Nutritional management of allergic skin disease: a roundtable discussion (Sponsored by Royal Canin)


Nutritional management of allergic skin disease: a roundtable discussion (Sponsored by Royal Canin)

Dr. Felsted: Novel protein diets used to be available only at veterinary practices but they are now more commercially available, for example at retail outlets where pet owners can buy them without veterinary advice. Do you think that has made your job more difficult in diagnosing and treating this condition?

Dr. Fadok: Yes, it ruins those meat sources for us.

Dr. Strauss: I think it is reflected in what proteins pets are exposed to by the time they get to us. Many times they, as Dr. Garfield pointed out, have tried some of these diets. This eliminates several proteins that can be used for a novel protein diet trial.

Dr. Felsted: Do you think clients are buying those diets because they recognize the hypoallergenic aspect or because it just sounds interesting and "Fluffy" might like this better?

Dr. Liska: I think oftentimes owners are given nonspecific recommendations such as, "Your dog needs to be on a venison-based diet." or "I would recommend a venison-based diet." They go shopping, see a venison-based diet and they think that is what their veterinarian has recommended

Dr. Felsted: They don't recognize all the other ingredients that have an impact unless somebody tells them.

Dr. Liska: There is one diet available over the counter, it is labeled as a venison based diet, but the second or third ingredient is chicken. The owner feels like they are buying a novel protein diet but it is not truly a pure diet.

Dr. Fadok: I try to tell them that it's not what you eat, it's what you don't eat.

Dr. Strauss: I emphasize to my clients what it says on the front of the bag may bear no resemblance to what the ingredient list shows. You have to read the label.

Dr. Fadok: We have clients who are not medically trained buying food without understanding what the hypoallergenic diet is meant to accomplish. They have the mistaken notion that feeding a novel protein diet has a dominant effect, and will negate the effects of treats, rawhide chew toys, etc. With an OTC brand, we don't know the quality control. We just don't know what came down the production line right before and how thoroughly the production equipment has been cleaned.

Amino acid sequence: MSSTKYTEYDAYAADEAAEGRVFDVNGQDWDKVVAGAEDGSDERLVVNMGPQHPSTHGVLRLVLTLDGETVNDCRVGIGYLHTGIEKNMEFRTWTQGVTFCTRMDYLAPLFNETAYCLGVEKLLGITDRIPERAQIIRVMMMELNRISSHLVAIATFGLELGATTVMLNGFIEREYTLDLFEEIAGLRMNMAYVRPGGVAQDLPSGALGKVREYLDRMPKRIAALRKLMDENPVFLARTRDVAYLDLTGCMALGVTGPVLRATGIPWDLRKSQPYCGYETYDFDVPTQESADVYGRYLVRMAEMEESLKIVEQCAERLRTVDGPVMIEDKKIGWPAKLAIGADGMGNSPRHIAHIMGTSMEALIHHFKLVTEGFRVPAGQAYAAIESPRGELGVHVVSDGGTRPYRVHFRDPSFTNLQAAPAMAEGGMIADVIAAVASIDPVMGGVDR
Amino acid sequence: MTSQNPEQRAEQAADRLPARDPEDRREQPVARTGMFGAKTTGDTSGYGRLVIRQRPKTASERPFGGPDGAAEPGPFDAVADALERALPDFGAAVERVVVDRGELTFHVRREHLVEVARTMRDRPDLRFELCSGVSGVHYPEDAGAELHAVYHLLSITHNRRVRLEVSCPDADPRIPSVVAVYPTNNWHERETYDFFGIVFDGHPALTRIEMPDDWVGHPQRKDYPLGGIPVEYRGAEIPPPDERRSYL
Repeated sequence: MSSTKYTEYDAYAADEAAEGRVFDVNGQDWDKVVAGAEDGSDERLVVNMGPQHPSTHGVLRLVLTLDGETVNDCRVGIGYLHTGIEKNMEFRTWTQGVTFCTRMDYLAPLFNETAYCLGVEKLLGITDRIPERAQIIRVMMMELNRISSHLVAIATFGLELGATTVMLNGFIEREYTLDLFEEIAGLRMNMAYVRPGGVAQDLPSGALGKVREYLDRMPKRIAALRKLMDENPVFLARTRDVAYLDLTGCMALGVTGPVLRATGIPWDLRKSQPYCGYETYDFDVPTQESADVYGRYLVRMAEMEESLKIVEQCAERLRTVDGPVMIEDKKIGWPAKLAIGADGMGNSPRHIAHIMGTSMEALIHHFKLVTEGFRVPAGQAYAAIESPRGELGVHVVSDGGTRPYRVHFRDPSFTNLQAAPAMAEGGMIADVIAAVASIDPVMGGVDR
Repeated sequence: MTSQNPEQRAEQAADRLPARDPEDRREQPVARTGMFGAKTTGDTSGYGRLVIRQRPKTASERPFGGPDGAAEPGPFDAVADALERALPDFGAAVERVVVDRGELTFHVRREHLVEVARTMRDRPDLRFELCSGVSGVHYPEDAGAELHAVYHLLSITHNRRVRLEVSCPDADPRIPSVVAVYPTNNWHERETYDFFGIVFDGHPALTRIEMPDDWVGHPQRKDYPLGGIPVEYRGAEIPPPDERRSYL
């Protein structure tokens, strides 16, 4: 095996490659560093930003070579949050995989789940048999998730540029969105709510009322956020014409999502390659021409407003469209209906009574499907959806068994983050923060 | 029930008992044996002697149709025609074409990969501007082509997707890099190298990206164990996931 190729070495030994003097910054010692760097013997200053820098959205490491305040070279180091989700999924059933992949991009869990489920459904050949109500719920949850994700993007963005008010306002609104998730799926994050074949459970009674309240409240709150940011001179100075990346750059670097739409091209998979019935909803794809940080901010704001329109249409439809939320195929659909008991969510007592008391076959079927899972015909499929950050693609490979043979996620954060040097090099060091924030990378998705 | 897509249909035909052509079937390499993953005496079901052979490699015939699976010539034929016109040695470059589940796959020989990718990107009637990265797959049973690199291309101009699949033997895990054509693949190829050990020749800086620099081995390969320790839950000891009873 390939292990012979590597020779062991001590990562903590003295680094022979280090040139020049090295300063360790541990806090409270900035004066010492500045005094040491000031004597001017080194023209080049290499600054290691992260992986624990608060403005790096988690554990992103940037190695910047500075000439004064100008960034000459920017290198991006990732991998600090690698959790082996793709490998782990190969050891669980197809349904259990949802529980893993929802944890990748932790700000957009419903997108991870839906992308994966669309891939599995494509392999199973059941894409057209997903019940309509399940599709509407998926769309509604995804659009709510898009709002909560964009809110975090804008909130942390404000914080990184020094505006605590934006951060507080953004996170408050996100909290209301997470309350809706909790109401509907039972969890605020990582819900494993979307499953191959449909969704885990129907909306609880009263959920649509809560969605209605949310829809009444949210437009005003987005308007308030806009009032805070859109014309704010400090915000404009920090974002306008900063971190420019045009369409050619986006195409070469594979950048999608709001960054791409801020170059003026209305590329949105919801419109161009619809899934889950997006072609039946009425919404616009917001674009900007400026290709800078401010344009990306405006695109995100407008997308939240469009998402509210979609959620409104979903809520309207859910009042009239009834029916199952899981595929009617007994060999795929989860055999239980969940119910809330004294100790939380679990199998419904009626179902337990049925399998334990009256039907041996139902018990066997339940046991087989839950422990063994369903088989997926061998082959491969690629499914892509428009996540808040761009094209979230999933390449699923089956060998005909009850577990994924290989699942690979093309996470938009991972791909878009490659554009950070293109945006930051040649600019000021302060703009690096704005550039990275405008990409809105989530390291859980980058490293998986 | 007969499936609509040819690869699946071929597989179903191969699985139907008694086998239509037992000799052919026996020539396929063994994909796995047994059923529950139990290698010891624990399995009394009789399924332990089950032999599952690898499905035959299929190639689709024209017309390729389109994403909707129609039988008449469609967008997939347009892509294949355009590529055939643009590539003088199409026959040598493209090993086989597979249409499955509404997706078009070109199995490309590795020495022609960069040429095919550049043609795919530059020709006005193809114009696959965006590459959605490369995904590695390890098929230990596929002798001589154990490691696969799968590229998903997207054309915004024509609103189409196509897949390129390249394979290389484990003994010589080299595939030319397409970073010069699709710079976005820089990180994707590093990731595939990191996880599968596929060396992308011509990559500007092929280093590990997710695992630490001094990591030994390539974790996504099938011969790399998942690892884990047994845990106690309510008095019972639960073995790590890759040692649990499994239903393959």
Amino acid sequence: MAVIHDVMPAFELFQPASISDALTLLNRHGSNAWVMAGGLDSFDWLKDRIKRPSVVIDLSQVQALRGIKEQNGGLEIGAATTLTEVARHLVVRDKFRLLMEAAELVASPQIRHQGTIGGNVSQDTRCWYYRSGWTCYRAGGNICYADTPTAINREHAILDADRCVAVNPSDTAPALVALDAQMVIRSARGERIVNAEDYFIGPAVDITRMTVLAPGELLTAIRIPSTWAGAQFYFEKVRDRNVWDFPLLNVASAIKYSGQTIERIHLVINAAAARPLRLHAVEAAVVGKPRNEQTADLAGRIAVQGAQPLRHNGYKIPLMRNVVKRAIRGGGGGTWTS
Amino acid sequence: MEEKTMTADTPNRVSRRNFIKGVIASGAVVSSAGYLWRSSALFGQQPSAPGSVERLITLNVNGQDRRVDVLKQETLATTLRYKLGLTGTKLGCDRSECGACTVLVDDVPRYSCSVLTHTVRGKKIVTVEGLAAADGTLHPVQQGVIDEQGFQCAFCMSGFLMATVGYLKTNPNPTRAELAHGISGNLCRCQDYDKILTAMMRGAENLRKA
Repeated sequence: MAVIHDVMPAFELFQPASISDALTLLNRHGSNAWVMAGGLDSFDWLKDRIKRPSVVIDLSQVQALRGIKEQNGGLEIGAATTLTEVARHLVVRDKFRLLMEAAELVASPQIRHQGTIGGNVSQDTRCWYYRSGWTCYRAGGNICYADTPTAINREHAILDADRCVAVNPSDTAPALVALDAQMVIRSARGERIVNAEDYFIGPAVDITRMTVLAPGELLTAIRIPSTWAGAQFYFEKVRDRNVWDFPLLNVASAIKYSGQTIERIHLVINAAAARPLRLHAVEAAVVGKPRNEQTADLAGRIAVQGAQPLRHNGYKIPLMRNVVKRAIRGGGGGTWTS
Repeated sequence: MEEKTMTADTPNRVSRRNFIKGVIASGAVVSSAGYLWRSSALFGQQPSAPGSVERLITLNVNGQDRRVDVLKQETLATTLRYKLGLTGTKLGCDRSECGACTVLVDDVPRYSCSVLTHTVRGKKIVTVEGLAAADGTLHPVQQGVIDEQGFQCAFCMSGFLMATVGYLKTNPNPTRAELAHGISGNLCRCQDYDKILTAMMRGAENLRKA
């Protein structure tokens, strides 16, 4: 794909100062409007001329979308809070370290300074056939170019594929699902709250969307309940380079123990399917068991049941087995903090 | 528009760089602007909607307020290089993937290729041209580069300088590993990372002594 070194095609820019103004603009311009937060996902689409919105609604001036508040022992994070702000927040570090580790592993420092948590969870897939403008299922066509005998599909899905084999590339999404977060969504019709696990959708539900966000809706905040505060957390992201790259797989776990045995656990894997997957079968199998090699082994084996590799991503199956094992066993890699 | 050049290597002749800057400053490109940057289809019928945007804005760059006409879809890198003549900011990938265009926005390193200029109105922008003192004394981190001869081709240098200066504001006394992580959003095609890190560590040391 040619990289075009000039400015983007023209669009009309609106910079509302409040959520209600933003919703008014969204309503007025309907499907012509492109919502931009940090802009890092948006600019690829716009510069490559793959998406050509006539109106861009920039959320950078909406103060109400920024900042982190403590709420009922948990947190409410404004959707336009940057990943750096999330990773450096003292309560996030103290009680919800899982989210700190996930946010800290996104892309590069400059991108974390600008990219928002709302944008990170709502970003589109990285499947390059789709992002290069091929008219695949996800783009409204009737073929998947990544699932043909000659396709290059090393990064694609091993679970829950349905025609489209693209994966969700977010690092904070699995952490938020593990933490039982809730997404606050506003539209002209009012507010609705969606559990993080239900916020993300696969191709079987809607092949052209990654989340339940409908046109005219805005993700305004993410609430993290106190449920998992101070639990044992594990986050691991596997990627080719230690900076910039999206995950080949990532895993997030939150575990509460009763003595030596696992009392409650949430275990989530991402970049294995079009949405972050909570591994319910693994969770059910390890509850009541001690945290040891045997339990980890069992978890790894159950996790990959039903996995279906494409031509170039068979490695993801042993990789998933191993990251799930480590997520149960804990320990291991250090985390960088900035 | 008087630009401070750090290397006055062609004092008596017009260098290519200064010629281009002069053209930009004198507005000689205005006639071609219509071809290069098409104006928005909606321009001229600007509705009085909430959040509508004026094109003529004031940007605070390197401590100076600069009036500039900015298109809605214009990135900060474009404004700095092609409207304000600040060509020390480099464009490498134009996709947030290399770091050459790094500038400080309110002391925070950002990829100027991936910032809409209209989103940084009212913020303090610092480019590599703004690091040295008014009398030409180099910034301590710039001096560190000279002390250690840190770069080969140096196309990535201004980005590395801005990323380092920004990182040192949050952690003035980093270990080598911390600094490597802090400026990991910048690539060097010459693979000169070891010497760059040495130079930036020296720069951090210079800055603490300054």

Dr. Liska: And as was pointed out by Dr. Fadok, what came down the production line prior to the production of the diet in question.

Dr. Felsted: Do you think that clients are starting to believe that they can diagnose this themselves? Are they educated enough to do that? What is the long term impact of these diets being available over the counter on diagnosis and treatment?

Dr. Liska: I would like referring veterinarians to embrace the idea that a dietary elimination trial is a diagnostic test. Just as they strive to run a low dose dexamethasone suppression test with precision, so should they perform a diet trial with high standards. The term hypoallergenic is a medical claim so appropriate diets must come from a medical office. I would like veterinarians to feel confident saying; "There is a medical basis for using prescription diets and not using over the counter brand dog foods."

Dr. Garfield: To answer your question, "Are clients educated enough to go in and make these decisions themselves?" I think the majority are certainly not able to do that.

Dr. Felsted: But they probably think they are to some extent because they only have one piece of the puzzle.

Dr. Garfield: Clients can go into the pet store and ask five different employees what food to buy for their pet with skin disease and get five different opinions. They know that veterinarians are using novel protein diets so they have some of these available there. Either the diets they purchase are not restricted enough to be of diagnostic value, or the client does not get the educational information they need to do a restricted diet trial accurately. Changing the food to a truly novel protein diet, with only one animal protein or one vegetable protein and a single carbohydrate is critical. But just as important, is that the client be educated that they cannot feed multi-ingredient dog biscuits, raw hides, table food, flavored heartworm preventatives, and cannot use "Pill Pockets" for administering medications during the food trial. The client has to understand that one bite, one lick of the other pet's food bowl, one piece of pizza crust, can exacerbate their pet's symptoms for 30 days or more. The availability of unique novel protein-containing diets over the counter has made it more difficult as a veterinary dermatologist to design an appropriate food trial for our patients. If venison and rabbit and kangaroo are put out there in the general marketplace we are going to lose those as novel proteins to be able to use as one of our main tools for diagnosing food allergy. I would like to see novel proteins not be widely available over the counter.